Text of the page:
As we age we typically become more limited in our physical ability. In addition to not moving as fast as we used to, we also grow slowing in our thinking and processing of information. As we age, we often need a little more help. You may find yourself being the one giving the help. As a spouse or child, you are likely to be called on to be a caregiver. Some people experience life in the sandwich generation, having to care for their children and their parents at the same time. Caregiving can be overwhelming and frustrating. It is important that you care of yourself while you are caring for others. Below are some ideas on self-care as you provide care for your loved ones.
• Prioritize your relationship with God. God can give you the proper perspective that you need as a caregiver. Allow God to care for you as you care for others. He will give you strength and empower you to show grace and mercy (Read Isaiah 40:28-31).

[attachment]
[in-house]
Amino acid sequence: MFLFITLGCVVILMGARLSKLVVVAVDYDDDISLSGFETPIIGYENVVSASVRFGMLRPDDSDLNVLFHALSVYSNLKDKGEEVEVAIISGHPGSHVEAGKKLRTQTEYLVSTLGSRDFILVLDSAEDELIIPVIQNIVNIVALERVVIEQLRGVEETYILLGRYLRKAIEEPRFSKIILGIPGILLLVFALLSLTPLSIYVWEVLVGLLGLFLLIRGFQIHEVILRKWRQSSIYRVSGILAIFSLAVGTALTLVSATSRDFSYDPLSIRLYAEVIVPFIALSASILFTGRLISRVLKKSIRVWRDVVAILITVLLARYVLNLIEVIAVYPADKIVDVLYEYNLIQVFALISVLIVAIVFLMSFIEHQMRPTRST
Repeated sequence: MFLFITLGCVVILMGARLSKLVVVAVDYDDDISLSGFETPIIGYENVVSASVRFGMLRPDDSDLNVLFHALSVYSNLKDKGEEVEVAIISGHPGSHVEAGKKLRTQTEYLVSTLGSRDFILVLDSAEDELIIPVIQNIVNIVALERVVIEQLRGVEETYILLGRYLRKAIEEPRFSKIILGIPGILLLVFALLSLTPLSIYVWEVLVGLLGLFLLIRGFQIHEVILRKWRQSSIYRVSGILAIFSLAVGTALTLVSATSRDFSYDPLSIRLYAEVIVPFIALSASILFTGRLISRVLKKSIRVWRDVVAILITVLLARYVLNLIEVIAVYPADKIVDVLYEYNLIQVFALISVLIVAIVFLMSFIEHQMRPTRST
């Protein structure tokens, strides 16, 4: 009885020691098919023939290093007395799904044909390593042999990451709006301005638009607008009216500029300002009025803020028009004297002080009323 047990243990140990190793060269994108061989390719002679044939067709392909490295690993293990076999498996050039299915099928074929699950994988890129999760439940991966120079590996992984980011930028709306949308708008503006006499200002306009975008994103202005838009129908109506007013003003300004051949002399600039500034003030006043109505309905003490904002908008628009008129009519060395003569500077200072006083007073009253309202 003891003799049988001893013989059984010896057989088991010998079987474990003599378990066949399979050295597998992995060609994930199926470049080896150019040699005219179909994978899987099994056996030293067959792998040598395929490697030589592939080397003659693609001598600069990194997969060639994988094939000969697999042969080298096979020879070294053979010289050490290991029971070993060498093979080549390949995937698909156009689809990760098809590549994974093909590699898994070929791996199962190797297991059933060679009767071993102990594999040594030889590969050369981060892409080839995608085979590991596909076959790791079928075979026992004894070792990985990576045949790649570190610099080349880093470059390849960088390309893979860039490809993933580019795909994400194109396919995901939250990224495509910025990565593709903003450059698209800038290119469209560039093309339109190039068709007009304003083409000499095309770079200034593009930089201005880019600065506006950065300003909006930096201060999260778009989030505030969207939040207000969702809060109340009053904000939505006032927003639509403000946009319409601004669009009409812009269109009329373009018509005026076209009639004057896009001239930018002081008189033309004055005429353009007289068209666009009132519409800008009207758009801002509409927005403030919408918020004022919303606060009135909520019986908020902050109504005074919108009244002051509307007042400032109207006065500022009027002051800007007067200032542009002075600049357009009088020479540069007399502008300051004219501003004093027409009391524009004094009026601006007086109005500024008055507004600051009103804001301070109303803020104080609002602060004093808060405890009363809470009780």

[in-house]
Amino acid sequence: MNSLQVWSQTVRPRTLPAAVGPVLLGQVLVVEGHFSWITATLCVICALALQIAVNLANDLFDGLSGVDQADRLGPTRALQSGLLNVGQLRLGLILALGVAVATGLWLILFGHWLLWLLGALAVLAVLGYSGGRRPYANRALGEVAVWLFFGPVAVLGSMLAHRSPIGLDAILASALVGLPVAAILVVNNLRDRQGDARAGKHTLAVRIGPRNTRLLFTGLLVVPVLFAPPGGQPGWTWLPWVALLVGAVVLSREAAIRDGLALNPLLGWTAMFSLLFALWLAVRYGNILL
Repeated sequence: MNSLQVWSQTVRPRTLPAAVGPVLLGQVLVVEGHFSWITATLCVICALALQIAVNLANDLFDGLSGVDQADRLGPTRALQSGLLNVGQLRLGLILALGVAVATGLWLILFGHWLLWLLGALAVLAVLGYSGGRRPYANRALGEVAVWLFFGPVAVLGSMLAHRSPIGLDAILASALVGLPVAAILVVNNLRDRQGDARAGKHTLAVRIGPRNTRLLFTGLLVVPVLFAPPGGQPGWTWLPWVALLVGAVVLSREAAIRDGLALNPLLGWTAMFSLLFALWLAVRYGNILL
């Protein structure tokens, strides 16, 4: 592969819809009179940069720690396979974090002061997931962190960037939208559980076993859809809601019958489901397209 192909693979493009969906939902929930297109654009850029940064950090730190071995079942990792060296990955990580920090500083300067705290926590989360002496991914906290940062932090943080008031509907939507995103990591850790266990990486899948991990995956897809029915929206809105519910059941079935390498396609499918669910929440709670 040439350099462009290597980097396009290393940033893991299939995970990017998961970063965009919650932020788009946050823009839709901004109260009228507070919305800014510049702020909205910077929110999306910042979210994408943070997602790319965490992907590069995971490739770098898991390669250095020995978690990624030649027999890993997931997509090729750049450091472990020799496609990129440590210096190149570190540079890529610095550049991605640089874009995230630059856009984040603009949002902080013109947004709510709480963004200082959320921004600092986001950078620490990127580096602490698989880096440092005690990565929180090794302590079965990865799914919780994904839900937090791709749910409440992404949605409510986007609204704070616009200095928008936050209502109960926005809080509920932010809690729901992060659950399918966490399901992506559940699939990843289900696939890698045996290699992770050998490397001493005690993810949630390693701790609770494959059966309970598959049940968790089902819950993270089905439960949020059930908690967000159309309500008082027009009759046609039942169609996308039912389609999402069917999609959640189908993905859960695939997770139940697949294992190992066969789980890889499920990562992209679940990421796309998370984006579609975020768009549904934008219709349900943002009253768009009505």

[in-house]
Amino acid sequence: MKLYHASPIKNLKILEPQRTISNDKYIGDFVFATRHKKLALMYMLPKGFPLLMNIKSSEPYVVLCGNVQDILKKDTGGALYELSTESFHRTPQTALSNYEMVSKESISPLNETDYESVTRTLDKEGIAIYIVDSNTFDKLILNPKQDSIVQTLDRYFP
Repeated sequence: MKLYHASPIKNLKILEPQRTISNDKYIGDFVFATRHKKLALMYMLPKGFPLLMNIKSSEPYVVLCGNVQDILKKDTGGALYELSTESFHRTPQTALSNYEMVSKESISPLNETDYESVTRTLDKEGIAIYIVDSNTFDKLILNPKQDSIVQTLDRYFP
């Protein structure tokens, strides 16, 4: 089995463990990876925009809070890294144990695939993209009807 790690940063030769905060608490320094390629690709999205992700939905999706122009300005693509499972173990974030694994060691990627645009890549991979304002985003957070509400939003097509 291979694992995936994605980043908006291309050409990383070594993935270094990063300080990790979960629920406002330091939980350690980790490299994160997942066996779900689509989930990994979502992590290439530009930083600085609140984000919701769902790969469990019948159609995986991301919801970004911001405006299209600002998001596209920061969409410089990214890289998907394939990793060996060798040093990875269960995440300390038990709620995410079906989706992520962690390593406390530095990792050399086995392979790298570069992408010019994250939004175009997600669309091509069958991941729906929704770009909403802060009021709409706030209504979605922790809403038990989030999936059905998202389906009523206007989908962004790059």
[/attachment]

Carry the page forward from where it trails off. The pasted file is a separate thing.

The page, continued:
• Accept help from others. Assess and clearly communicate the kind of help you’d find most useful. Ask for help from family members, friends, and outside sources like state agencies, senior centers, and your brothers and sisters in Christ. When people offer to assist you with various tasks or invite you to take a break for a few hours while they sit with your loved one, allow them to minister to you. It can be as simple as someone doing your grocery shopping or preparing dinner for you. Ask God to help you locate the right helpers to come alongside you in the journey.
• Remember that this is a temporary season in your life. Knowing that things won’t always be like this should inspire hope.
• Cherish the moments and take advantage of the opportunities to honor your parents and demonstrate your love for your spouse.
• Don’t neglect your other relationships. Be intentional about your time. Continue to date your spouse. Love on your children. Communicate with your friends.
What things have you found helpful in caregiving? Write a note and share it with someone who is a caregiver.
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